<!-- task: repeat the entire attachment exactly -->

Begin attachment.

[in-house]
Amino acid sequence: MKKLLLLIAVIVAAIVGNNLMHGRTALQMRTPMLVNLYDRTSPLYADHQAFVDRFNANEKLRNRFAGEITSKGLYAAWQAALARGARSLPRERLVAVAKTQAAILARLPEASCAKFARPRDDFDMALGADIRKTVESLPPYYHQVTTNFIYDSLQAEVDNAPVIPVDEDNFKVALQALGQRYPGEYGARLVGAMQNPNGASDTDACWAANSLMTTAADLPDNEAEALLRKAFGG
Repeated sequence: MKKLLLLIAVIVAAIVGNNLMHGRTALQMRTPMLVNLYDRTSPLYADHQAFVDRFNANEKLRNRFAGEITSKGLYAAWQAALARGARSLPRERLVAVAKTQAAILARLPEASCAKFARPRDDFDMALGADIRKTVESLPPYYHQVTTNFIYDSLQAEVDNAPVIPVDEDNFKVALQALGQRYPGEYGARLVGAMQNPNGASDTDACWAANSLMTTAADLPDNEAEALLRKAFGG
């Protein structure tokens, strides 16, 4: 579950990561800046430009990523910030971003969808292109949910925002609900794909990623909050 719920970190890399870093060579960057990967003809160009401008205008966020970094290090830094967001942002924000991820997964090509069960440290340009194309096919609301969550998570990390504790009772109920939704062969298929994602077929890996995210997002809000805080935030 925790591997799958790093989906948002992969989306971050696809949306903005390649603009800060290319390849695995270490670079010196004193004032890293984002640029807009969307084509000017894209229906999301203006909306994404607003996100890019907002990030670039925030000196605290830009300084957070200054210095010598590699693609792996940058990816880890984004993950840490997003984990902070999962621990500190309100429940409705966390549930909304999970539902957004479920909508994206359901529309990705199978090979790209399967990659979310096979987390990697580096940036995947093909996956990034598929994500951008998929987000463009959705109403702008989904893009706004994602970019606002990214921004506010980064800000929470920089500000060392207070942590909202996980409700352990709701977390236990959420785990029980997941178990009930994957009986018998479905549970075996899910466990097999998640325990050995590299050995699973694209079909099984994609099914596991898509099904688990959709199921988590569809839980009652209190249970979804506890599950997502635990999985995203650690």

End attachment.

[in-house]
Amino acid sequence: MKKLLLLIAVIVAAIVGNNLMHGRTALQMRTPMLVNLYDRTSPLYADHQAFVDRFNANEKLRNRFAGEITSKGLYAAWQAALARGARSLPRERLVAVAKTQAAILARLPEASCAKFARPRDDFDMALGADIRKTVESLPPYYHQVTTNFIYDSLQAEVDNAPVIPVDEDNFKVALQALGQRYPGEYGARLVGAMQNPNGASDTDACWAANSLMTTAADLPDNEAEALLRKAFGG
Repeated sequence: MKKLLLLIAVIVAAIVGNNLMHGRTALQMRTPMLVNLYDRTSPLYADHQAFVDRFNANEKLRNRFAGEITSKGLYAAWQAALARGARSLPRERLVAVAKTQAAILARLPEASCAKFARPRDDFDMALGADIRKTVESLPPYYHQVTTNFIYDSLQAEVDNAPVIPVDEDNFKVALQALGQRYPGEYGARLVGAMQNPNGASDTDACWAANSLMTTAADLPDNEAEALLRKAFGG
């Protein structure tokens, strides 16, 4: 579950990561800046430009990523910030971003969808292109949910925002609900794909990623909050 719920970190890399870093060579960057990967003809160009401008205008966020970094290090830094967001942002924000991820997964090509069960440290340009194309096919609301969550998570990390504790009772109920939704062969298929994602077929890996995210997002809000805080935030 925790591997799958790093989906948002992969989306971050696809949306903005390649603009800060290319390849695995270490670079010196004193004032890293984002640029807009969307084509000017894209229906999301203006909306994404607003996100890019907002990030670039925030000196605290830009300084957070200054210095010598590699693609792996940058990816880890984004993950840490997003984990902070999962621990500190309100429940409705966390549930909304999970539902957004479920909508994206359901529309990705199978090979790209399967990659979310096979987390990697580096940036995947093909996956990034598929994500951008998929987000463009959705109403702008989904893009706004994602970019606002990214921004506010980064800000929470920089500000060392207070942590909202996980409700352990709701977390236990959420785990029980997941178990009930994957009986018998479905549970075996899910466990097999998640325990050995590299050995699973694209079909099984994609099914596991898509099904688990959709199921988590569809839980009652209190249970979804506890599950997502635990999985995203650690």